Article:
Masked figure/s in white coats are revealed at the top of the green tank. They bring 4 metal water jugs. They pour them into another vessel below.

This is the story of the Great God Tlaloc. This name – Tlaloc – comes from a word that means ‘earth’ and “the path beneath the earth”, it means “long cave” or “he who is made of earth”.

To the Aztecs of Mexico, Tlaloc was a god of rain and fertility and water. He appeared to them as a man with circles around his eyes and fangs like the teeth of a jaguar. People imagined that he had the power of lightning and thunder and the power to control the abundance of plants and trees and all green things.

Nothing was straightforward with Tlaloc. He gave sustenance to the world, but was also feared for the harm he could do. Sometimes he was thought of as a cloud over a mountain. He owned four great water jugs: one poured forth glorious life-giving rain, while the others produced disease, frosts and drought onto the world.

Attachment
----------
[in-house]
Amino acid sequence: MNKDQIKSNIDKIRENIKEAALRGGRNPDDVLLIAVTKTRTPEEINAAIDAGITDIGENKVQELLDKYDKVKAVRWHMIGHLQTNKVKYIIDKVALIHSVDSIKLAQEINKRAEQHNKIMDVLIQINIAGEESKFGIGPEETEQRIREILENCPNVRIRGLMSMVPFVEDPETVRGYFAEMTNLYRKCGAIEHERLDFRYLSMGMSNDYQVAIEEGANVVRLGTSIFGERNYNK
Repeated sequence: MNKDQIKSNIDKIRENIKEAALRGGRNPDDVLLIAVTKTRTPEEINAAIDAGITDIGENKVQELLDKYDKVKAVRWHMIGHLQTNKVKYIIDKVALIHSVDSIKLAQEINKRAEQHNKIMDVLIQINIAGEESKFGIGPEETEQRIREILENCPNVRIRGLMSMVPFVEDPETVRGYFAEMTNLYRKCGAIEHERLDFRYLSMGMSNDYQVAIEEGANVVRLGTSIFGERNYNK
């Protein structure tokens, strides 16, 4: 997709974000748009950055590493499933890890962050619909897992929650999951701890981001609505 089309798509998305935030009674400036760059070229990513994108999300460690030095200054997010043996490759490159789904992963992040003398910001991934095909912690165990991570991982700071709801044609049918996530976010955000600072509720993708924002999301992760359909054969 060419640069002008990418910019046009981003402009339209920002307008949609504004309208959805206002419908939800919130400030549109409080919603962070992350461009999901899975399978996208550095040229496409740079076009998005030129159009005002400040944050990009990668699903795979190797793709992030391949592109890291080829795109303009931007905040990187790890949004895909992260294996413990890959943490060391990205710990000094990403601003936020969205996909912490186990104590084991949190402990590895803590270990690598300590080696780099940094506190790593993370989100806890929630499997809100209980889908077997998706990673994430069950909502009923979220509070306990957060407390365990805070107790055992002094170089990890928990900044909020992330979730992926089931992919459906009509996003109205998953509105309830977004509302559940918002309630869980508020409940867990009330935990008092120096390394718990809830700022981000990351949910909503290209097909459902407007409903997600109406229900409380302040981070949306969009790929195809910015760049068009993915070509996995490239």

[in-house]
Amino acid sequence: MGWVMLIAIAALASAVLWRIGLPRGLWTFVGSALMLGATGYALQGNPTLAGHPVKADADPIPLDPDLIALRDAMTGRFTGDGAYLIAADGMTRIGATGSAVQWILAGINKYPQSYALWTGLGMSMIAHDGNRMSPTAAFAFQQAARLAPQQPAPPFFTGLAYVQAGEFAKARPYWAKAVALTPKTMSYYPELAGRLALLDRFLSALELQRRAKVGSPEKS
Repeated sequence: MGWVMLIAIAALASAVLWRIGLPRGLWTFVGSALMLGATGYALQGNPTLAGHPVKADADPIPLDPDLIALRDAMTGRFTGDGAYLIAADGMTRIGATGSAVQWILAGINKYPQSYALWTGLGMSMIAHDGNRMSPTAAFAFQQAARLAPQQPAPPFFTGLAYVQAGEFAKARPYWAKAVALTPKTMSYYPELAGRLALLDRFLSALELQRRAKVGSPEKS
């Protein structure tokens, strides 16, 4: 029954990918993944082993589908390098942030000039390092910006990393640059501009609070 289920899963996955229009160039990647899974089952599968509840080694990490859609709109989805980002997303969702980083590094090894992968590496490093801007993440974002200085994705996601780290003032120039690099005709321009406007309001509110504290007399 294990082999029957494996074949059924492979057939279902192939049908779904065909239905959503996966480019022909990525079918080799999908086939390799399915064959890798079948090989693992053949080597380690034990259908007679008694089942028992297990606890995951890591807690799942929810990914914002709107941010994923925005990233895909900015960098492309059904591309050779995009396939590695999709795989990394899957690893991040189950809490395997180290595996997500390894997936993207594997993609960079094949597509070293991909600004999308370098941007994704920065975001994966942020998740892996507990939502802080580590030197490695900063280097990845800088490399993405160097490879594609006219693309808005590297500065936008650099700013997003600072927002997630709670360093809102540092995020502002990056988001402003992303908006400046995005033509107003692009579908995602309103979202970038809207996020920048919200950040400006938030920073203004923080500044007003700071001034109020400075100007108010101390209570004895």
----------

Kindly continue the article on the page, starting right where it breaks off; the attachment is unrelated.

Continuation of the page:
Tlaloc had a wife, *Chalchiuhtlicue. Together they supervised the spirits of Tlaloque, who was in charge of the weather and the mountains. When it was time to deliver rain to the earth, the spirits of Tlaloque poured it on the earth at the right time in the right place, and when it was necessary to make thunder they clashed their water jugs together.

It was the custom in those days that in order to worship and appease the Aztec gods, people offered them human sacrifices. During the dry season the priests sacrificed children to Tlaloc, and although they were sad they knew that if the victims cried their tears were a sign of plentiful rains to come.

The Aztec heavens were a beautiful landscape, lush green with trees and plants growing in an everlasting season of rain and sunshine. To such a place went the souls of the people who drowned, or been struck by lightning or who had died of water-borne diseases, such as leprosy – all of them went to live in an everlasting garden paradise.

*Chalchiuhtlicue, (pronounced Quatleekway)


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